Other Names for this Disease
- Glioblastoma multiforme
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neurofibromatosis type 1, Turcot syndrome and Li Fraumeni syndrome. There is currently no cure for glioblastoma. Treatment is palliative and may include surgery, radiation therapy and/or chemotherapy.Glioblastoma is a malignant (cancerous) brain tumor that develops from a specific type of brain cell called an astrocyte. These cells help support and nourish neurons (nerve cells of the brain) and form scar tissue that helps repair brain damage in response to injury. Glioblastomas are often very aggressive and grow into surrounding brain tissue. Signs and symptoms, such as headache, nausea, vomiting and/or drowsiness, may develop when the tumor begins to put excess pressure on the brain. Affected people may also experience other features depending on the size and location of the tumor. In most cases, the exact underlying cause is unknown; however, they can rarely occur in people with certain genetic syndromes such as
Last updated: 1/19/2015
- Jeffrey N Bruce, MD. Glioblastoma Multiforme. Medscape Reference. May 2014; http://emedicine.medscape.com/article/283252-overview.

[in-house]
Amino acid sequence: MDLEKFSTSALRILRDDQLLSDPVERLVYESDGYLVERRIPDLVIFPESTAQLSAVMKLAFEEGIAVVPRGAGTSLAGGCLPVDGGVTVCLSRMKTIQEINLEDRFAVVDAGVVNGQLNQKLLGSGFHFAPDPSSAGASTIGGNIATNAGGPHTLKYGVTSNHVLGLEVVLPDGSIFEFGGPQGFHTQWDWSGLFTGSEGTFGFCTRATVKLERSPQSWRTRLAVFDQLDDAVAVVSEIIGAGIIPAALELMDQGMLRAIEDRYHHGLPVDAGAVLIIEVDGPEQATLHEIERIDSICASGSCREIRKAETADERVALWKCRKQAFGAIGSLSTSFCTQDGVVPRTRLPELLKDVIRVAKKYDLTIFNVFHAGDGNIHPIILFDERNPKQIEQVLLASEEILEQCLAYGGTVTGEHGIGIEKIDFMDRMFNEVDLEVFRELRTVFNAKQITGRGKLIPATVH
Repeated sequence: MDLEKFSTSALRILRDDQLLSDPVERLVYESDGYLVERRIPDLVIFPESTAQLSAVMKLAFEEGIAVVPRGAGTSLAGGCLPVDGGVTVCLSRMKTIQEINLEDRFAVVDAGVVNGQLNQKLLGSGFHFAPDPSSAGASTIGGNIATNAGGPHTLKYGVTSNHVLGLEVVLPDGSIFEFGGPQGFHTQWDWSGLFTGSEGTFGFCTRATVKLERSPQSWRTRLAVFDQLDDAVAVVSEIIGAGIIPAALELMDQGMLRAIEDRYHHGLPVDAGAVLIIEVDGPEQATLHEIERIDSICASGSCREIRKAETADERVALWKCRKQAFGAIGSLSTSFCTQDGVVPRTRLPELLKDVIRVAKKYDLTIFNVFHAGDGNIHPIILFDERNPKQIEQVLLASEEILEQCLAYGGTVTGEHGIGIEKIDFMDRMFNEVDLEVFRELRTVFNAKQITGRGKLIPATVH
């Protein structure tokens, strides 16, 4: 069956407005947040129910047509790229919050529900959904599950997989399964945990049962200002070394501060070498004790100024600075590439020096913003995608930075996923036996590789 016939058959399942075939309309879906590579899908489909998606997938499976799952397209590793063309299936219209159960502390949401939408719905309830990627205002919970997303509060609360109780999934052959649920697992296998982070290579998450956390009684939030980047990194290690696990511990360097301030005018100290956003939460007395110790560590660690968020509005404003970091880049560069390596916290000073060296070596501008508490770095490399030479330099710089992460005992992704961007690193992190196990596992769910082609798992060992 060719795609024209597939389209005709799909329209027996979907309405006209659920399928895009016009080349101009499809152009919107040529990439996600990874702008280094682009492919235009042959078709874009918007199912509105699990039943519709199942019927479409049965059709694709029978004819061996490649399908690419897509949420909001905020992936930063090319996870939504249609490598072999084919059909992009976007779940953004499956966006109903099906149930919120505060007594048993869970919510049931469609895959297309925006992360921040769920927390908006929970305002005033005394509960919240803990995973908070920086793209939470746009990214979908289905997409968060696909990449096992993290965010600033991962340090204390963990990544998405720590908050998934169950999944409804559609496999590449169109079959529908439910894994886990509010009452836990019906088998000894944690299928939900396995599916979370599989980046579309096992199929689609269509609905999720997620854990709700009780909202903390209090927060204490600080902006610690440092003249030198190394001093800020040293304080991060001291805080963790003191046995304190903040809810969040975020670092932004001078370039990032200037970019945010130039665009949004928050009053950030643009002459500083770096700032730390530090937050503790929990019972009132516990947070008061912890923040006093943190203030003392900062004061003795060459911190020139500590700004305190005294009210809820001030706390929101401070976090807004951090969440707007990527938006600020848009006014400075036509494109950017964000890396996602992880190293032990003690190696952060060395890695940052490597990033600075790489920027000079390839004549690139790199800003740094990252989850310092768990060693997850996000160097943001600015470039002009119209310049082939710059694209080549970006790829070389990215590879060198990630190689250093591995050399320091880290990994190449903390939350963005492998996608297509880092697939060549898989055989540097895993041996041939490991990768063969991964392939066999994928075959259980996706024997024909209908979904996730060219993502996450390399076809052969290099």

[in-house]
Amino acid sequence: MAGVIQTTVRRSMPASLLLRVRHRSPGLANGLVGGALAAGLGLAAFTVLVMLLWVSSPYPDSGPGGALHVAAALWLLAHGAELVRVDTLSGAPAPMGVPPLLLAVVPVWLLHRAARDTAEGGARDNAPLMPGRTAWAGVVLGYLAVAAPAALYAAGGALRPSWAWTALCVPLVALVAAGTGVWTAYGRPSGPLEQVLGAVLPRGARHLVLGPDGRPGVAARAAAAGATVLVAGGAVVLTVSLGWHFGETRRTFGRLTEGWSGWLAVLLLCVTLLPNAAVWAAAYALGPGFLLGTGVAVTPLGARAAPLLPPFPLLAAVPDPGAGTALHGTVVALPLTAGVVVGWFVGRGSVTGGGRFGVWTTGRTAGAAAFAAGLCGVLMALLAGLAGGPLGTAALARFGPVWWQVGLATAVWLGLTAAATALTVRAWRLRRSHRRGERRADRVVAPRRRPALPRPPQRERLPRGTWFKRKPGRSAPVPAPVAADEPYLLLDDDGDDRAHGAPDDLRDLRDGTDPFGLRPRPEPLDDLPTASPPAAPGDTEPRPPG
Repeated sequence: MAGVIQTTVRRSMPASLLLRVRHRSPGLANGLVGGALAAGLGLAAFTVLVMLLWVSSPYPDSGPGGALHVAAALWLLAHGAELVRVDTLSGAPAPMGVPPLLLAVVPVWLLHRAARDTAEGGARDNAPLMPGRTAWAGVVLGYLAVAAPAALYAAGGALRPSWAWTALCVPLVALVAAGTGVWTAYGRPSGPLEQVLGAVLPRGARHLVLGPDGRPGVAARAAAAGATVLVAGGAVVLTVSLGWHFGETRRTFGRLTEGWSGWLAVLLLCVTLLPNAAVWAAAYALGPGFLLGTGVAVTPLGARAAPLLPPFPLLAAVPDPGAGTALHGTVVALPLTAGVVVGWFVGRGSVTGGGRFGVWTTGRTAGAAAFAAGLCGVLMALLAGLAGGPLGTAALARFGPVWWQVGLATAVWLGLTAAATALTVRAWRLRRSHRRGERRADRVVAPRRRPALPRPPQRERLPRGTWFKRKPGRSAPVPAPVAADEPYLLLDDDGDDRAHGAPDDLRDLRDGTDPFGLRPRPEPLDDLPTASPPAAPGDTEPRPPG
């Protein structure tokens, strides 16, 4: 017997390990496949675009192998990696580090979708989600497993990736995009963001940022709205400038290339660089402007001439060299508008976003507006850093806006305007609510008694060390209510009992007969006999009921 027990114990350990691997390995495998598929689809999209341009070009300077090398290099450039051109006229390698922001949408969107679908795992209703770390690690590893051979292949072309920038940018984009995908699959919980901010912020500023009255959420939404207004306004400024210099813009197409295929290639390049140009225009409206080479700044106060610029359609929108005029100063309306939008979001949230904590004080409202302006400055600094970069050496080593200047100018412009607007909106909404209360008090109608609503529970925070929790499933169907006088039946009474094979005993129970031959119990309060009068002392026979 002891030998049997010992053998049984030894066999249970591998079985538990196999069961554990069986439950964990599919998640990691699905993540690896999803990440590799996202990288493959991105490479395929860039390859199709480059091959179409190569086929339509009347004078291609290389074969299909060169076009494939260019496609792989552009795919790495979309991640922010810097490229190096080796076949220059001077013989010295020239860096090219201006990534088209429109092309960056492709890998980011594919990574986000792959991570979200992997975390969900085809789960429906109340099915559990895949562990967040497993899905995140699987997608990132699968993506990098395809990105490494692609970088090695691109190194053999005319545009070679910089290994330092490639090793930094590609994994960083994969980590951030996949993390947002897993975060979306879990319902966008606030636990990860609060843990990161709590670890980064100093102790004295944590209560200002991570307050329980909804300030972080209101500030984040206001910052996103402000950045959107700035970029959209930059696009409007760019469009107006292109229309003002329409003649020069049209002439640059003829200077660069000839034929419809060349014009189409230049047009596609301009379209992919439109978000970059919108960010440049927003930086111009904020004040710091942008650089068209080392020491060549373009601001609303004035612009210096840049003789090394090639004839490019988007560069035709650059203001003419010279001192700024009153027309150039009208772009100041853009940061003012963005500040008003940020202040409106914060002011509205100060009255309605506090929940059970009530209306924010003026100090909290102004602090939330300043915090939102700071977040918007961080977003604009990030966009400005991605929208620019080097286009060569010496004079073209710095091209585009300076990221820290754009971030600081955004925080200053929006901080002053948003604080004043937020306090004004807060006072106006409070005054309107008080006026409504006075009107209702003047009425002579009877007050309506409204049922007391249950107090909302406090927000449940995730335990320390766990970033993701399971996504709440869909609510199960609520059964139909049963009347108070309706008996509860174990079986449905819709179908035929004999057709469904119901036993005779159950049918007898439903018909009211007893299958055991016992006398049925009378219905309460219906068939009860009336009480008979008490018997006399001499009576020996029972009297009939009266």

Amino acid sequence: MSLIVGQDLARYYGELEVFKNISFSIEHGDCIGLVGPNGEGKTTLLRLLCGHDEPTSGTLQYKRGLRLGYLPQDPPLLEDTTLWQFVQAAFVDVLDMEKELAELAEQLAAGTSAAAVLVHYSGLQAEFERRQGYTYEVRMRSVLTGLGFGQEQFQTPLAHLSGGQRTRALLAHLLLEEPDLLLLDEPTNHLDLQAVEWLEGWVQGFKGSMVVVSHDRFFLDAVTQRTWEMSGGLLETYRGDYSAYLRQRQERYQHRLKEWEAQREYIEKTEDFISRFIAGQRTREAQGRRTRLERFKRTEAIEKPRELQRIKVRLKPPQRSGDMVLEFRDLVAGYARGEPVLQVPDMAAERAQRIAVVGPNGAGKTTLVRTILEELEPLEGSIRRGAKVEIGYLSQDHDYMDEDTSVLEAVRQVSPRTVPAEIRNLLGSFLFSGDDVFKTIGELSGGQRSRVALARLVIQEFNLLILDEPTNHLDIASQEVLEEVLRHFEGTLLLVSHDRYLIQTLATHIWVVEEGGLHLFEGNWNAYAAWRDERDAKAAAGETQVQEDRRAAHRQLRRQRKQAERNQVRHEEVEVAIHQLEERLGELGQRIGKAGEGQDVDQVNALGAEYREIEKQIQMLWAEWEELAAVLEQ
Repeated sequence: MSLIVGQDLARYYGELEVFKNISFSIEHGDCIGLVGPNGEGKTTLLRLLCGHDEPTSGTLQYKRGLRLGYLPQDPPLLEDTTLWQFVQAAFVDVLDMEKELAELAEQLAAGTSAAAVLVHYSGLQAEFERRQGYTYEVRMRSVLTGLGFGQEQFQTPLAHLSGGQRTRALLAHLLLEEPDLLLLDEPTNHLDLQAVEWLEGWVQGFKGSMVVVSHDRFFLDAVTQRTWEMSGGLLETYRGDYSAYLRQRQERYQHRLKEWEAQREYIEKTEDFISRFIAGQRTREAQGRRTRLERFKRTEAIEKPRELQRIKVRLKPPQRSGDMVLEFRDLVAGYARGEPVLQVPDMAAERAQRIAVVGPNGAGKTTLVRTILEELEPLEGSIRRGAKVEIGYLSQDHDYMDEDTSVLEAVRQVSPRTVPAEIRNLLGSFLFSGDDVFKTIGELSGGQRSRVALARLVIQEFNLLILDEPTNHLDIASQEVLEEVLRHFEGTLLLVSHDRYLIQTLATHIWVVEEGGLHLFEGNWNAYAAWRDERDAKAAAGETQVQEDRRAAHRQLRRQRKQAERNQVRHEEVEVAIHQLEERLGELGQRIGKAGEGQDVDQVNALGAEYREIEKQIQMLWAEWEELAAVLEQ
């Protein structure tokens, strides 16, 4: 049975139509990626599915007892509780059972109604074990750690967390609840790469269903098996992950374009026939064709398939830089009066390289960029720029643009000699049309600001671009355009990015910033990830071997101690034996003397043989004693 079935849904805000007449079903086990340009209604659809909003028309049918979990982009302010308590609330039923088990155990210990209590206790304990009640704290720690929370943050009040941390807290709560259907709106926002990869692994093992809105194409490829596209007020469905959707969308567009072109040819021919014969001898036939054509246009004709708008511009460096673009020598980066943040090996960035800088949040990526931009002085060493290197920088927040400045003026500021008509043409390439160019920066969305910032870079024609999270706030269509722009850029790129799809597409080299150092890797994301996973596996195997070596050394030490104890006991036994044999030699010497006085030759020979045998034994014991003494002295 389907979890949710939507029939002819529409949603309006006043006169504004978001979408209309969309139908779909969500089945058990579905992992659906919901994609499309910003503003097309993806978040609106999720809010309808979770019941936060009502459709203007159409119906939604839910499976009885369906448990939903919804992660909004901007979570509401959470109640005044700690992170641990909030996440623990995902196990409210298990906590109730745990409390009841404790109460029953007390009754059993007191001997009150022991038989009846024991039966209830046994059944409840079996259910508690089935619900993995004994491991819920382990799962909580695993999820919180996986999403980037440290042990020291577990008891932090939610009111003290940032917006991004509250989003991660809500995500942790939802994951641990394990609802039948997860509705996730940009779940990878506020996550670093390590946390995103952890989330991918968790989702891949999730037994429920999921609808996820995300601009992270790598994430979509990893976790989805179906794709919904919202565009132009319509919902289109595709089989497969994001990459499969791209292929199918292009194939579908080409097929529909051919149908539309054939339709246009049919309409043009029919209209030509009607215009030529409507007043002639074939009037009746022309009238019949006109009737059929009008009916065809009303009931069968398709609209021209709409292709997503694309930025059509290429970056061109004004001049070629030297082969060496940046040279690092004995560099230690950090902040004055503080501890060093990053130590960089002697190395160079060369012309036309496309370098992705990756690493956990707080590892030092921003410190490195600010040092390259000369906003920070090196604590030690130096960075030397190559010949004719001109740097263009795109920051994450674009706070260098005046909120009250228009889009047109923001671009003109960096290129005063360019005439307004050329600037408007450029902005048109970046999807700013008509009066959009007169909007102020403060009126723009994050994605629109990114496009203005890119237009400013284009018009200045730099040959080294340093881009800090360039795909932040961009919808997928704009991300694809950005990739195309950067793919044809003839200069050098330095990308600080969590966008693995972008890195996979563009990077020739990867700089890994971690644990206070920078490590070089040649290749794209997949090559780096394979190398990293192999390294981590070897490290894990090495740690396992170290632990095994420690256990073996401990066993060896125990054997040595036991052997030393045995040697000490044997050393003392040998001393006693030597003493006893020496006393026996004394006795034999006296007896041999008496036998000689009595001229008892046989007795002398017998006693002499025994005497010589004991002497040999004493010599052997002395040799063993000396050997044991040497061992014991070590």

- GLIOBLASTOMA MULTIFORME. NORD. May 2009; http://www.rarediseases.org/rare-disease-information/rare-diseases/byID/281/viewAbstract.
- Adult Brain Tumors Treatment (PDQ®). National Cancer Institute. January 2015; http://www.cancer.gov/cancertopics/pdq/treatment/adultbrain/Patient#_440.
- The American Brain Tumer Association has an information page on Glioblastoma. Click on the link to view this information page.
- The Merck Manual provides information on this condition for patients and caregivers.
- The National Cancer Institute provides the most current information on cancer for patients, health professionals, and the general public.
- The National Organization for Rare Disorders (NORD) has a report for patients and families about this condition. NORD is a patient advocacy organization for individuals with rare diseases and the organizations that serve them.
- Medscape Reference provides information on this topic. You may need to register to view the medical textbook, but registration is free.
- The Merck Manual for health care professionals provides information on Glioblastoma.
- The Monarch Initiative brings together data about this condition from humans and other species to help physicians and biomedical researchers. Monarch’s tools are designed to make it easier to compare the signs and symptoms (phenotypes) of different diseases and discover common features. This initiative is a collaboration between several academic institutions across the world and is funded by the National Institutes of Health. Visit the website to explore the biology of this condition.
- PubMed is a searchable database of medical literature and lists journal articles that discuss Glioblastoma. Click on the link to view a sample search on this topic.